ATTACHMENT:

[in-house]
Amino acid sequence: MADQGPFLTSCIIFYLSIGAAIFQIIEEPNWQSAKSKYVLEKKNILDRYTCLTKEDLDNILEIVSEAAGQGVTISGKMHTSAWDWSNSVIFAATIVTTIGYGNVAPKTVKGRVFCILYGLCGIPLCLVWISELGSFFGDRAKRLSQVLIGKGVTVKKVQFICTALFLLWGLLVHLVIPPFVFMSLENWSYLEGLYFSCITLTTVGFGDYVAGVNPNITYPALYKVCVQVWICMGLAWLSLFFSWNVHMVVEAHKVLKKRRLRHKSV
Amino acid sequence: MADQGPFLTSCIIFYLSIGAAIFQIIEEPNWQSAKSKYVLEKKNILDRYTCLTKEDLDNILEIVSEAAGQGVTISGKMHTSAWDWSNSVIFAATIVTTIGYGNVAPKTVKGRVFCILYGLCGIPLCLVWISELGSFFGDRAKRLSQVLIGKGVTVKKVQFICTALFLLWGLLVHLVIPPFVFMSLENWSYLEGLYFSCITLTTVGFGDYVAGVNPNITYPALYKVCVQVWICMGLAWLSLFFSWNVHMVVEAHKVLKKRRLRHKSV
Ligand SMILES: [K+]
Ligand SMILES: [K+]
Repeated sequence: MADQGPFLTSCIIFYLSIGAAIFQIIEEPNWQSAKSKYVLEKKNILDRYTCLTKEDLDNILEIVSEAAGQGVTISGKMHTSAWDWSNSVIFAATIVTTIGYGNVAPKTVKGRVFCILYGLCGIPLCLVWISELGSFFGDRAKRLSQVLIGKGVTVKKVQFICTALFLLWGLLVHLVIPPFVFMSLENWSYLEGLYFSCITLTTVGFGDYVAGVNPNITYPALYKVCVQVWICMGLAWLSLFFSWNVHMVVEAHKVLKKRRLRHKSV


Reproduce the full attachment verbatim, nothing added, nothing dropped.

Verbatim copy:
[in-house]
Amino acid sequence: MADQGPFLTSCIIFYLSIGAAIFQIIEEPNWQSAKSKYVLEKKNILDRYTCLTKEDLDNILEIVSEAAGQGVTISGKMHTSAWDWSNSVIFAATIVTTIGYGNVAPKTVKGRVFCILYGLCGIPLCLVWISELGSFFGDRAKRLSQVLIGKGVTVKKVQFICTALFLLWGLLVHLVIPPFVFMSLENWSYLEGLYFSCITLTTVGFGDYVAGVNPNITYPALYKVCVQVWICMGLAWLSLFFSWNVHMVVEAHKVLKKRRLRHKSV
Amino acid sequence: MADQGPFLTSCIIFYLSIGAAIFQIIEEPNWQSAKSKYVLEKKNILDRYTCLTKEDLDNILEIVSEAAGQGVTISGKMHTSAWDWSNSVIFAATIVTTIGYGNVAPKTVKGRVFCILYGLCGIPLCLVWISELGSFFGDRAKRLSQVLIGKGVTVKKVQFICTALFLLWGLLVHLVIPPFVFMSLENWSYLEGLYFSCITLTTVGFGDYVAGVNPNITYPALYKVCVQVWICMGLAWLSLFFSWNVHMVVEAHKVLKKRRLRHKSV
Ligand SMILES: [K+]
Ligand SMILES: [K+]
Repeated sequence: MADQGPFLTSCIIFYLSIGAAIFQIIEEPNWQSAKSKYVLEKKNILDRYTCLTKEDLDNILEIVSEAAGQGVTISGKMHTSAWDWSNSVIFAATIVTTIGYGNVAPKTVKGRVFCILYGLCGIPLCLVWISELGSFFGDRAKRLSQVLIGKGVTVKKVQFICTALFLLWGLLVHLVIPPFVFMSLENWSYLEGLYFSCITLTTVGFGDYVAGVNPNITYPALYKVCVQVWICMGLAWLSLFFSWNVHMVVEAHKVLKKRRLRHKSV